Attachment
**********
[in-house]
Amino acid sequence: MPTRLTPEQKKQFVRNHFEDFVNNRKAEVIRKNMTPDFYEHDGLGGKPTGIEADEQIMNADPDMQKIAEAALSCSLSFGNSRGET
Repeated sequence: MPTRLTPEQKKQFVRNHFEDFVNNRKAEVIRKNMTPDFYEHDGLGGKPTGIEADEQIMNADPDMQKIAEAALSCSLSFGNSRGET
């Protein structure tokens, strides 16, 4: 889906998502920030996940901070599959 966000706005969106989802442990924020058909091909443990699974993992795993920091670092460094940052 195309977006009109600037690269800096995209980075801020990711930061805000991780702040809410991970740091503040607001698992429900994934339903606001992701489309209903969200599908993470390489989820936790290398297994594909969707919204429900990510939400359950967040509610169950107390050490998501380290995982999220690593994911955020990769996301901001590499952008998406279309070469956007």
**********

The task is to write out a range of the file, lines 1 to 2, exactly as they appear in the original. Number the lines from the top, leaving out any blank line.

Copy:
[in-house]
Amino acid sequence: MPTRLTPEQKKQFVRNHFEDFVNNRKAEVIRKNMTPDFYEHDGLGGKPTGIEADEQIMNADPDMQKIAEAALSCSLSFGNSRGET